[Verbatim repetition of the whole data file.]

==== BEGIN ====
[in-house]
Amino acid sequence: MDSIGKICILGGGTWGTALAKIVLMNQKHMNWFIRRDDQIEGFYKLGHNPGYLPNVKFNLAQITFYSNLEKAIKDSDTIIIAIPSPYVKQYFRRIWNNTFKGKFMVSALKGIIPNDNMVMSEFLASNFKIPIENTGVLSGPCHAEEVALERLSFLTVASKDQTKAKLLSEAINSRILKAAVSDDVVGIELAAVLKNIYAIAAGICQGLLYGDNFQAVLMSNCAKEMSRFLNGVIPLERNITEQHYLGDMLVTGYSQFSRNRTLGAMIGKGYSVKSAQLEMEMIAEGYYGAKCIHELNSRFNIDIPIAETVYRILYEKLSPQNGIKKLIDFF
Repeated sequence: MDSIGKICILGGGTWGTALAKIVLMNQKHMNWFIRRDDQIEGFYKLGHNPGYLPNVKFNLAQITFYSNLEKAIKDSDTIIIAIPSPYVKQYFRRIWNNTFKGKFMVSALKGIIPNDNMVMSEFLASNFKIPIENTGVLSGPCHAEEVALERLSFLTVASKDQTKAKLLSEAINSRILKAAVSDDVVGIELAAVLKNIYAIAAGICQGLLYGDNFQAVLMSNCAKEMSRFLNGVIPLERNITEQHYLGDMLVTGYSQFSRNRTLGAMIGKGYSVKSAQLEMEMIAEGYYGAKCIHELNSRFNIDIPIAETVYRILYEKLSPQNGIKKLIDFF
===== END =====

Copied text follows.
[in-house]
Amino acid sequence: MDSIGKICILGGGTWGTALAKIVLMNQKHMNWFIRRDDQIEGFYKLGHNPGYLPNVKFNLAQITFYSNLEKAIKDSDTIIIAIPSPYVKQYFRRIWNNTFKGKFMVSALKGIIPNDNMVMSEFLASNFKIPIENTGVLSGPCHAEEVALERLSFLTVASKDQTKAKLLSEAINSRILKAAVSDDVVGIELAAVLKNIYAIAAGICQGLLYGDNFQAVLMSNCAKEMSRFLNGVIPLERNITEQHYLGDMLVTGYSQFSRNRTLGAMIGKGYSVKSAQLEMEMIAEGYYGAKCIHELNSRFNIDIPIAETVYRILYEKLSPQNGIKKLIDFF
Repeated sequence: MDSIGKICILGGGTWGTALAKIVLMNQKHMNWFIRRDDQIEGFYKLGHNPGYLPNVKFNLAQITFYSNLEKAIKDSDTIIIAIPSPYVKQYFRRIWNNTFKGKFMVSALKGIIPNDNMVMSEFLASNFKIPIENTGVLSGPCHAEEVALERLSFLTVASKDQTKAKLLSEAINSRILKAAVSDDVVGIELAAVLKNIYAIAAGICQGLLYGDNFQAVLMSNCAKEMSRFLNGVIPLERNITEQHYLGDMLVTGYSQFSRNRTLGAMIGKGYSVKSAQLEMEMIAEGYYGAKCIHELNSRFNIDIPIAETVYRILYEKLSPQNGIKKLIDFF